Vanitas Vanitatum Today 2001-2005, photographs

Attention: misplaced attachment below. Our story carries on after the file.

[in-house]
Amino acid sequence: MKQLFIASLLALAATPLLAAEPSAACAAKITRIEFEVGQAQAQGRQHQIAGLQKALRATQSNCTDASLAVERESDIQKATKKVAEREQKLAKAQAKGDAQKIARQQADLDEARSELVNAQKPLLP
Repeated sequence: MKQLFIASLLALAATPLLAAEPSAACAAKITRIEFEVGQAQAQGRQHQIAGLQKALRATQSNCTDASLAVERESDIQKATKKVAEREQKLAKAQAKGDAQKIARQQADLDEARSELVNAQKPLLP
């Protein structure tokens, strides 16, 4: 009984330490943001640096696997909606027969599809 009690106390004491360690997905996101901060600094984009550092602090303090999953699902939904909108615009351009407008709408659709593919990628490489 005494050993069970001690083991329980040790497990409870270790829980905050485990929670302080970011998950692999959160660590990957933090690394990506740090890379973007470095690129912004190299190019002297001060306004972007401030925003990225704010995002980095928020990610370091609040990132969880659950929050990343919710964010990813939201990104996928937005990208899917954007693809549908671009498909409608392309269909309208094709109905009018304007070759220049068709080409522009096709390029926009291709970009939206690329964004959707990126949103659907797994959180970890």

It is not accidental that Einat Arif-Galanti chose to give her photographic series the Latin title Vanitas Vanitatum Today, for the term “vanitas” has a place of honor in the history of art. Vanitas paintings, whose roots may be traced back to Renaissance art, reaching their peak of popularity in Dutch and Italian art in the early seventeenth century, address the transience and fragility of human life and the ephemerality of man’s passions and pleasures. They habitually present compositions of objects (bowls of fruit, flowers, musical instruments, books, precious vases) arranged on some surface – usually a table or a shelf. The choice of objects is not random; they all symbolize beauty and quality, but also withering or short-lived pleasures that gradually dissolve (such as the sounds of music). The message conveyed by these paintings was comprehensible to the contemporaneous viewer: Memento mori (remember that you must die).